That was the worst part of those days. Because no matter how much he wanted it, how much he wished for it, he knew it could never happen. It wasn't fair to her. He couldn't let go, not even on those days. Because all he'd have to do is close his eyes for a few minutes, and inevitably a smile painted in blood would appear, or note taped on a door, or a house that as far too still to have people in it. And she deserved better than that.
He couldn't get close to her only to hurt her down the line. He knew enough about her personality to know she wouldn't deal with that kind of a betrayal well. And even if she could deal with it, what right did he have to inflict that sort of pain on anyone else? As it was they were friends of a sort. Well, she was the closest thing to a friend that he had. He could trust her, he liked her, she liked him most of the time. They even had a good working relationship, which was really more than he deserved. But what she deserved was someone who could be there for her, who wouldn't let her down like she'd been let down hundreds of times before, who would be a constant in her life. And let's face it, he wasn't that guy.
And so he couldn't into her office and wheedle what was bothering her from her. Not today. Because if he did, and she told him, and she let down her guard just a little, then he'd want to comfort her, want to be there for her. And he was worried that once he started he wouldn't be able to stop. Wouldn't want to stop. So uncharacteristically he stayed where he was.
But still, he couldn't help wondering what was wrong.
When Rigsby made the off-the cuff comment he saw her face go ashen. She was probably cursing herself for her weakness. Ironic that the very quality she was being criticized for was letting her down now. Normally she'd have brushed the comment off sooner. Not like she was doing now, about thirty seconds too late, but immediately after it had been made, and with a half laugh and a quirk of her head. She wouldn't have paused like she'd been slapped.
Was their normally reserved leader wishing she could open herself up more? Loosen up a bit? Well that was interesting. But all the more reason not to instigate a tête-à-tête. Not if she was vulnerable and looking for something more in her life. He knew he was the one who broke her control sometimes, just for fun. But this was serious, and he didn't think he'd be able to resist an appeal if he saw one in her eyes.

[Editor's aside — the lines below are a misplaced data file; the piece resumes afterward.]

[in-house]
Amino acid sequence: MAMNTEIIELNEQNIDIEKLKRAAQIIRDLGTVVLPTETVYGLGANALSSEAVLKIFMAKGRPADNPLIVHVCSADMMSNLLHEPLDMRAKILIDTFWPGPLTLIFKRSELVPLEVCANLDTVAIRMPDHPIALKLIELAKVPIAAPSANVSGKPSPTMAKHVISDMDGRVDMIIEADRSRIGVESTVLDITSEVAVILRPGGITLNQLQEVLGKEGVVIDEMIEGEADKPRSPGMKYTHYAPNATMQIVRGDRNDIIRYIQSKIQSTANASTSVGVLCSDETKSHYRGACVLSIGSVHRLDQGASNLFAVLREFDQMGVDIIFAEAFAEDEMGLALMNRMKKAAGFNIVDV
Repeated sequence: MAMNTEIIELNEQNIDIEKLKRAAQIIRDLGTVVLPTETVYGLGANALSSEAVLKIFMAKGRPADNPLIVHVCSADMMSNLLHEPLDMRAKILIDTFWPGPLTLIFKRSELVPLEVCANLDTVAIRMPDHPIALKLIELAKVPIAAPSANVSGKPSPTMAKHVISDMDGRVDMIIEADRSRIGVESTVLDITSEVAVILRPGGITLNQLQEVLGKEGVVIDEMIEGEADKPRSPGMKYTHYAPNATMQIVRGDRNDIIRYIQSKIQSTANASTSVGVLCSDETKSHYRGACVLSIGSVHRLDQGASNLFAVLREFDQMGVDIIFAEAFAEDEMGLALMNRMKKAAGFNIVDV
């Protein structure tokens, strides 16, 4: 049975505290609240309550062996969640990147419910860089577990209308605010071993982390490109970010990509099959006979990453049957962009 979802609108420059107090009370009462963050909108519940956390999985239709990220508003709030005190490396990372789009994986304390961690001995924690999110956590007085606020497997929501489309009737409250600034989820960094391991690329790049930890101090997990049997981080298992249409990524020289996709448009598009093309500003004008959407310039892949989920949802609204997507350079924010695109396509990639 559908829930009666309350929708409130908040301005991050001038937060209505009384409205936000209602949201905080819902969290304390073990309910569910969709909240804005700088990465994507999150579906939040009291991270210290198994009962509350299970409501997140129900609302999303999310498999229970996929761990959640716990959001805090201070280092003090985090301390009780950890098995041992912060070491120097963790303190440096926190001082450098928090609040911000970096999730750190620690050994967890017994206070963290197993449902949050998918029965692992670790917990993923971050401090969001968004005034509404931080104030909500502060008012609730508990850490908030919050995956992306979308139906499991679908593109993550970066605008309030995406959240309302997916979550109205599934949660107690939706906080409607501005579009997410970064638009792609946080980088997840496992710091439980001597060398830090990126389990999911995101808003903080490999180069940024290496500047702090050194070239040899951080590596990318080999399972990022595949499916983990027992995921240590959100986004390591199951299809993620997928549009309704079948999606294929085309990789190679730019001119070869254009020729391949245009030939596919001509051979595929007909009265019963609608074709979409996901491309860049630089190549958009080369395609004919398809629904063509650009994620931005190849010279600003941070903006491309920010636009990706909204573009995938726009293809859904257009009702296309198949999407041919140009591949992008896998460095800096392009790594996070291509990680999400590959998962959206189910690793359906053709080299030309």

After what seemed like hours (and probably was), people started leaving. Lisbon left before him, and he let Rigsby leave too, to once more apologize to thier boss, even though she'd just assure him it was unnecessary. About fifteen minutes after the office was empty he left too, first stopping by a fast food place to grab some dinner, which he ate in his car.
He walked in his house, and then turned and walked out. He couldn't go in there today, not on one of those days. The urge to change it would be too great. He wanted to buy paint to paint over his wall. But he knew that come tomorrow he wouldn't be able to, so he just left. He'd wander the city all night if he had to, but he wasn't going home. Not today.
Wandering the city. It was lonely, but at least it wasn't quiet. Of course the sounds of the city weren't as effective at occupying his mind as the distraction of a case, or of his teammates. Here there was no one to bug, no one to tease, no one to try to make smile… But that was a bad path to go down. She had her own life, even if she'd never be the centre of whirling social network, she was relatively content. He didn't have the right to destroy yet another woman's life.
How long had he been out here anyways? Not long obviously. He still had about 12 hours before the office opened the next morning. He considered going back anyways, trying to get some sleep on his couch, ignore the memories. Which ones he wasn't sure. Maybe all of them, but especially of her.